Effective February 27, 2012 the Federal Motor Carrier Safety Administration (FMCSA) will institute a series of rule changes designed to keep driver’s on the road more alert and thus safer. There is an inherent strain here place upon the logistics planning for most routes now. With limitations being imposed upon 34 hour restarts, rest breaks, and on-duty time, route planners must begin to reshape their planning methods in order to comply. These new regulations carry with them significant civil penalties so it’s in the best interest of trucking companies to be in compliance with the new laws.
The largest change here has to do with two new rules which will now be governing the previously unregulated topic of 34-hour restarts. The two new rules limit what was quickly becoming a favored practice in some corners of the transportation industry. These new laws limits these restarts to only being used once a week, and these restarts must include a 1 AM to 5 AM home terminal time as well. Furthermore, the FMCSA has taken aim at the role of rest breaks and what can now qualify as break time. In accordance with FMCSA rule HM 397.5 truckers can only drive 8 hours (or less) between 30 minute break periods. Now however, drivers have seen changes in the way they can register the mandatory ‘in attendance’ time and how it can be counted as part of a break time if no other duties are performed. This is important as too many truckers were getting delayed trying to meet both requirements of the rest times while supervising their vehicle. Now carriers don’t need to worry about keeping the two separate. Such confusion was a big reason the FMCSA pushed to get this legislation through to clarify the issue. For further clarification of all the possible scenarios which apply to these changes feel free to look through the in-depth FAQ offered by the FMCSA.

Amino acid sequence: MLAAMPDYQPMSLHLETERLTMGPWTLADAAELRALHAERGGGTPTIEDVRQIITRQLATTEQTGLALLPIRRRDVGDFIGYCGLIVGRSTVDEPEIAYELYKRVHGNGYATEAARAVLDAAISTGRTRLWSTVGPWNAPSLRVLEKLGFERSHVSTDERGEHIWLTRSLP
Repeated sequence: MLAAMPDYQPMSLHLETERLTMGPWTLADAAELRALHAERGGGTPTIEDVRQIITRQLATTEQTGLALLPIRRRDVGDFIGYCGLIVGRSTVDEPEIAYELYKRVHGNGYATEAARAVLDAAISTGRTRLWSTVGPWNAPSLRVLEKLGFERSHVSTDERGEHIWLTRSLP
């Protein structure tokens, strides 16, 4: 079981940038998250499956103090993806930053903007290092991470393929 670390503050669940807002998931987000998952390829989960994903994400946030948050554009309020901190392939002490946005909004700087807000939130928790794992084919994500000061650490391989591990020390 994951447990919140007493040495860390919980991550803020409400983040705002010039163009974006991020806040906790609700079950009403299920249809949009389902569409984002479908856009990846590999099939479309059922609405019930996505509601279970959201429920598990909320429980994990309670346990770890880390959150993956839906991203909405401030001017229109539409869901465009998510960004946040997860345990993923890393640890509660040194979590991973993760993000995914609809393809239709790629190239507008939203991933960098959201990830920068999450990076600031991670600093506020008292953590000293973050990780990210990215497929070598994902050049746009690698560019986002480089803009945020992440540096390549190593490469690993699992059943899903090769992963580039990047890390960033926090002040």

This bill also finally allows for rest to be logged in a parked CMV. On-Duty time no longer applies if the Drivers resting in a parked CMV. This is a huge break through for drivers and the paperwork they are charged with keeping straight. But it is also a breakthrough for the FMCSA to apply such common sense to the realities of the trucking life. The rather rigorous standards that the FMCSA had set (as well as their stringent penalties) were unfair to the majority of truckers. It is a good display that the FMCSA was able to create legislation which worked with the truckers’ realities instead forcing unobtainable restrictions upon them.
A final note that the bill makes could be considered a significant warming for those who dare test the resolve of the FMCSA to enforce this new piece of legislation. 3 hours worth of violations is qualified as ‘egregious’ and the fines will match it. This is to show a heightened presence on the roads and keep companies on the straight and narrow.
So there you have it truckers, these are the new rules. Many make life on the road much easier, but they also lowered the threshold for the egregious fines. Adaptation will be key moving forward to ensure your business gets top logistics with these new requirements.